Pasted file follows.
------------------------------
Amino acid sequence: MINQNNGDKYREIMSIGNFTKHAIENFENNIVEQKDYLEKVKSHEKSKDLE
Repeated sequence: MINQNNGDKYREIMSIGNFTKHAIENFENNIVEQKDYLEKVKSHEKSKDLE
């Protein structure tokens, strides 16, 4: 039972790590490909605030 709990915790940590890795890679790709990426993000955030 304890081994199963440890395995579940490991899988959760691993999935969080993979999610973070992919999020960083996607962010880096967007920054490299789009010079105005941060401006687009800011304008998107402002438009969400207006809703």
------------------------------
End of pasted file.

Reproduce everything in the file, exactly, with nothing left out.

Amino acid sequence: MINQNNGDKYREIMSIGNFTKHAIENFENNIVEQKDYLEKVKSHEKSKDLE
Repeated sequence: MINQNNGDKYREIMSIGNFTKHAIENFENNIVEQKDYLEKVKSHEKSKDLE
């Protein structure tokens, strides 16, 4: 039972790590490909605030 709990915790940590890795890679790709990426993000955030 304890081994199963440890395995579940490991899988959760691993999935969080993979999610973070992919999020960083996607962010880096967007920054490299789009010079105005941060401006687009800011304008998107402002438009969400207006809703």